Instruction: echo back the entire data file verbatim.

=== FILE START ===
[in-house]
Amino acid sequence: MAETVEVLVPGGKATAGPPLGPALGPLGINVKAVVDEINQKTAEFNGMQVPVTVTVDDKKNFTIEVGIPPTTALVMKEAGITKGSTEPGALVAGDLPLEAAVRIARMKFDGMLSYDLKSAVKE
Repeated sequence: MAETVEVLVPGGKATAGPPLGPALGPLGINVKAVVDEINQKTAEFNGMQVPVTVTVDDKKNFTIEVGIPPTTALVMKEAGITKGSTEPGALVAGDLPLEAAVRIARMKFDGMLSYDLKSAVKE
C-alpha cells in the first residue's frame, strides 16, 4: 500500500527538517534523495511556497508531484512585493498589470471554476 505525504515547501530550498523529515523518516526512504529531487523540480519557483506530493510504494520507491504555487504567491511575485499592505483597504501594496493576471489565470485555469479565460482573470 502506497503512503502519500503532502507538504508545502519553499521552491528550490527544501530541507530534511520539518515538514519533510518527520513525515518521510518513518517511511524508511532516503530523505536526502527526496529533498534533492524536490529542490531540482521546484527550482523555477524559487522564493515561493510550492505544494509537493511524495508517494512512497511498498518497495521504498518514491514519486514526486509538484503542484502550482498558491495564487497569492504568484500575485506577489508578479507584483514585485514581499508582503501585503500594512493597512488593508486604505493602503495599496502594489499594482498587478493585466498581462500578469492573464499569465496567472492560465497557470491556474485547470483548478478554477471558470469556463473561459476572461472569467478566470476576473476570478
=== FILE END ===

[in-house]
Amino acid sequence: MAETVEVLVPGGKATAGPPLGPALGPLGINVKAVVDEINQKTAEFNGMQVPVTVTVDDKKNFTIEVGIPPTTALVMKEAGITKGSTEPGALVAGDLPLEAAVRIARMKFDGMLSYDLKSAVKE
Repeated sequence: MAETVEVLVPGGKATAGPPLGPALGPLGINVKAVVDEINQKTAEFNGMQVPVTVTVDDKKNFTIEVGIPPTTALVMKEAGITKGSTEPGALVAGDLPLEAAVRIARMKFDGMLSYDLKSAVKE
C-alpha cells in the first residue's frame, strides 16, 4: 500500500527538517534523495511556497508531484512585493498589470471554476 505525504515547501530550498523529515523518516526512504529531487523540480519557483506530493510504494520507491504555487504567491511575485499592505483597504501594496493576471489565470485555469479565460482573470 502506497503512503502519500503532502507538504508545502519553499521552491528550490527544501530541507530534511520539518515538514519533510518527520513525515518521510518513518517511511524508511532516503530523505536526502527526496529533498534533492524536490529542490531540482521546484527550482523555477524559487522564493515561493510550492505544494509537493511524495508517494512512497511498498518497495521504498518514491514519486514526486509538484503542484502550482498558491495564487497569492504568484500575485506577489508578479507584483514585485514581499508582503501585503500594512493597512488593508486604505493602503495599496502594489499594482498587478493585466498581462500578469492573464499569465496567472492560465497557470491556474485547470483548478478554477471558470469556463473561459476572461472569467478566470476576473476570478